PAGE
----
Citizen engagement

Citizen Innovator Pool

A citizen innovator pool is a community-based model to engage residents in working together with the public and private sector to co-create, develop and test urban solutions. It allows the citizens interested in the urban lab topics and activities to be informed, interact and participate in service design processes or other innovation activities of their choice.

A citizen innovator pool provides means to engage the residents in an ongoing way. It is a community model for resident volunteers offering information on innovation projects in the local environment and possibilities to actively participate on different levels of the innovation process, both as contributors and users. 

Participants of a citizen innovator pool engage for example by answering surveys or by acting as test users of new technologies and solutions. Once registered for the pool, the participants receive information about what is happening in their city, invitation to events and pilots taking place, and the chance to exchange ideas and knowledge with their neighbours, private companies and the innovation community. 

Participants of Forum Virium Helsinki’s citizen innovator pool called the “Trial Troops” (“Kokeilujoukot”) can, for example, attend co-creation workshops, test and provide feedback for companies about new solutions, give feedback on smart solutions and innovations, influence further development of city services and overall contribute to making Helsinki the world’s most functional city to live in.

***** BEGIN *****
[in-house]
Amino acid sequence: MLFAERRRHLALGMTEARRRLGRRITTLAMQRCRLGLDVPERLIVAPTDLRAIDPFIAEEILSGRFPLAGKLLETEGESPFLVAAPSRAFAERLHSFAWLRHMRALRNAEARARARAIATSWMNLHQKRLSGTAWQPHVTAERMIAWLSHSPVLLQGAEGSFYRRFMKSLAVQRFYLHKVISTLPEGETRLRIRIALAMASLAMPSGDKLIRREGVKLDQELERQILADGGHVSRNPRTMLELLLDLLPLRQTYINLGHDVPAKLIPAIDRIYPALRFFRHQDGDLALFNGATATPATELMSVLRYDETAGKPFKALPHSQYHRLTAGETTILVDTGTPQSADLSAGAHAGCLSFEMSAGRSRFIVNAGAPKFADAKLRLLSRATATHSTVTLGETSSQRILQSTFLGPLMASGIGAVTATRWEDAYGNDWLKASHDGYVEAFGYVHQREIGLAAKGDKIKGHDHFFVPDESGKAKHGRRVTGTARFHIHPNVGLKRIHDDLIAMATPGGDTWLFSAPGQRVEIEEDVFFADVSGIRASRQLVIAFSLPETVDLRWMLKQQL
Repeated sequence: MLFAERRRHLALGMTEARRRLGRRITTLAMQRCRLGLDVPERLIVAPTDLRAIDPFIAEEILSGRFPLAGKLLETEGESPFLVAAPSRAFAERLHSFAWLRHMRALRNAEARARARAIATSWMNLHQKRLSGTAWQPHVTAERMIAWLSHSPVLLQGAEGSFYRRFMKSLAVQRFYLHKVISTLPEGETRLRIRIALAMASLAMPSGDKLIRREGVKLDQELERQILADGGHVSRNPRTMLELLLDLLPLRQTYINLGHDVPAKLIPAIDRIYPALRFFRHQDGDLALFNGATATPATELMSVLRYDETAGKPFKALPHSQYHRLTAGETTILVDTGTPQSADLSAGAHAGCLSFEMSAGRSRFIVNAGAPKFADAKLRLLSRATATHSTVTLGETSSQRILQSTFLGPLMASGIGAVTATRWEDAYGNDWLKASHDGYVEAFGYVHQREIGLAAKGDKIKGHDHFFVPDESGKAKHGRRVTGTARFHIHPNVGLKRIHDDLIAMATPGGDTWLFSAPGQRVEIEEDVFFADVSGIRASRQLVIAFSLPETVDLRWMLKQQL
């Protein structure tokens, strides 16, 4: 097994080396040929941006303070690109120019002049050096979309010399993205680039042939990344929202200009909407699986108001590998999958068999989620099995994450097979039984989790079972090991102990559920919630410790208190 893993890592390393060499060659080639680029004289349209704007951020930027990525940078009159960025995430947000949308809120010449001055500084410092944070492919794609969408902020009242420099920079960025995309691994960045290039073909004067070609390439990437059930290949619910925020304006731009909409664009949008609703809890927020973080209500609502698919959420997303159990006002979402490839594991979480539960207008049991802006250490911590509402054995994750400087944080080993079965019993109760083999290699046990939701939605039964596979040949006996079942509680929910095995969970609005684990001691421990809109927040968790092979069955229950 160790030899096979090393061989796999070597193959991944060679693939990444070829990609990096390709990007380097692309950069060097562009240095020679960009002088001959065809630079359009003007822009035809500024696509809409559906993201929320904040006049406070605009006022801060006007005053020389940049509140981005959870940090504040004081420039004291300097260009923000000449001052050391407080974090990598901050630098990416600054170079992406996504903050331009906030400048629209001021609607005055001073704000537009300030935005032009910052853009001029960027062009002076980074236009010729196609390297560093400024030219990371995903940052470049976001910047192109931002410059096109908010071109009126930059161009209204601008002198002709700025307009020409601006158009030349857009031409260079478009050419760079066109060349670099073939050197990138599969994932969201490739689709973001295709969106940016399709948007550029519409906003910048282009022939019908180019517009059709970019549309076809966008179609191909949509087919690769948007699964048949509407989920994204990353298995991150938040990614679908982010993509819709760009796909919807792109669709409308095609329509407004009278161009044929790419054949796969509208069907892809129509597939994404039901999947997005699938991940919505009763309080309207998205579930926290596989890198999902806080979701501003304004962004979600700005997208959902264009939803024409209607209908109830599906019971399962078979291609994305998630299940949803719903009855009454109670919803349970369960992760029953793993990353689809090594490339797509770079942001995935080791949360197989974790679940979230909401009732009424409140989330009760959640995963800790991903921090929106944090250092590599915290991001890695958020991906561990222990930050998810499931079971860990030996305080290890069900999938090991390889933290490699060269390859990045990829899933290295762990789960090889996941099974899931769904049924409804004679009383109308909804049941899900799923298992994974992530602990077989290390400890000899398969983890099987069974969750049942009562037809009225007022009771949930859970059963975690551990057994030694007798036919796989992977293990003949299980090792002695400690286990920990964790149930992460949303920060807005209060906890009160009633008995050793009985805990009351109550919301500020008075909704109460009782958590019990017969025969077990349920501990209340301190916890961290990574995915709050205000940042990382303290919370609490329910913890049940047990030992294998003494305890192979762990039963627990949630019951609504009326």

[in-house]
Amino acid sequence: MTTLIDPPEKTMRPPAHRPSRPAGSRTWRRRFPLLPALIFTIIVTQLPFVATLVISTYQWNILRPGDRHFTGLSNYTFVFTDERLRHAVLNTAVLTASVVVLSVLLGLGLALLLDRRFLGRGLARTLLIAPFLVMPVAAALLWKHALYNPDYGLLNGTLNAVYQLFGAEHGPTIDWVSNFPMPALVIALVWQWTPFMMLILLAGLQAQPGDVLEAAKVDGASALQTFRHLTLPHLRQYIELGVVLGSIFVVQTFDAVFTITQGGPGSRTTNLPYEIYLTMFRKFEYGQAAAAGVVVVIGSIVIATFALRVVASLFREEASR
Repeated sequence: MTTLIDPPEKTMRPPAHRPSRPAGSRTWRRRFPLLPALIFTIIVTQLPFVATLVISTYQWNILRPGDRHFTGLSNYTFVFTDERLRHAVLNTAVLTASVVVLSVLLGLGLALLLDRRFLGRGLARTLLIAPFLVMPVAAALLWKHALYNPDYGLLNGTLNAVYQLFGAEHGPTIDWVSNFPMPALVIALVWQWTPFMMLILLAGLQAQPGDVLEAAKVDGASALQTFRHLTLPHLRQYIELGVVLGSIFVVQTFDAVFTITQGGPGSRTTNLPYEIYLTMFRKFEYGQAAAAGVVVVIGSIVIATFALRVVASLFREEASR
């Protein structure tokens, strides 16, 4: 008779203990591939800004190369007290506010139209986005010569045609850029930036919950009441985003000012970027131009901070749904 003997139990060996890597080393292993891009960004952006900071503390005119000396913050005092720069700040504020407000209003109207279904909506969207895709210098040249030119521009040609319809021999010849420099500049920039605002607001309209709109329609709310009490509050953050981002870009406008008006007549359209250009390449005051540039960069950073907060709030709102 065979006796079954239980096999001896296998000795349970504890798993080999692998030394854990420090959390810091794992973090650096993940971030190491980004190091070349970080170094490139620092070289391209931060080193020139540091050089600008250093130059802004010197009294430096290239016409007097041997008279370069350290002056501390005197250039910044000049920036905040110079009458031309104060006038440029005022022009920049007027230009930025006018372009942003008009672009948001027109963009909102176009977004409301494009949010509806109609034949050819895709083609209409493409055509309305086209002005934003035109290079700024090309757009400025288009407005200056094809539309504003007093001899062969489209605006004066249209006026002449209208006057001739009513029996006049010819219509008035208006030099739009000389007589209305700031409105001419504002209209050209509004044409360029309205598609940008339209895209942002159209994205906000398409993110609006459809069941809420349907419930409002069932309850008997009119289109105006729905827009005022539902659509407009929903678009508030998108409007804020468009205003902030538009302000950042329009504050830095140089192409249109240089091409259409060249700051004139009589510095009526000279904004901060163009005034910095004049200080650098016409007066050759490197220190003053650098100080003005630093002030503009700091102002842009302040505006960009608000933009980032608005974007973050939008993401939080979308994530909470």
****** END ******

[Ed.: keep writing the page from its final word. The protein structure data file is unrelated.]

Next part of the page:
Citizen participants also need their counterparts in projects. In Forum Virium, living lab projects typically include a community manager, whose role is to activate citizen innovators and build relevant opportunities for participation, and ensure that the results are used effectively in the innovation projects. 


Trial Troops testing new smart city solutions

Since 2019, Helsinki residents have been able to join the Trial Troops in different projects.

As many as 200 residents – the “Air Quality Troops” – have participated in crowdsourced citizen measurements carried out with portable air quality sensors in the Jätkäsaari, Vallila and Pakila districts. The participants also hosted sensors in their homes and received information about their own exposure to air pollution using a sensor developed by the University of Helsinki. The aim was to increase people’s awareness of their exposure and opportunities to influence the prevailing air quality.

The Troops have also been part of testing robot buses in Helsinki. Automated public transport is still in the early stages of development, but several thousand passengers have already been able to try out robot buses in the districts of Vuosaari, Kalasatama and Pasila, among other places. Based on the pilots conducted so far, passenger reactions have been curious and enthusiastic, and the feedback has been positive for the most part. The experiences of passengers are providing valuable information on how to apply new technologies to improve everyday mobility services for residents.

Photo credit: Vesa Laitinen / Forum Virium Helsinki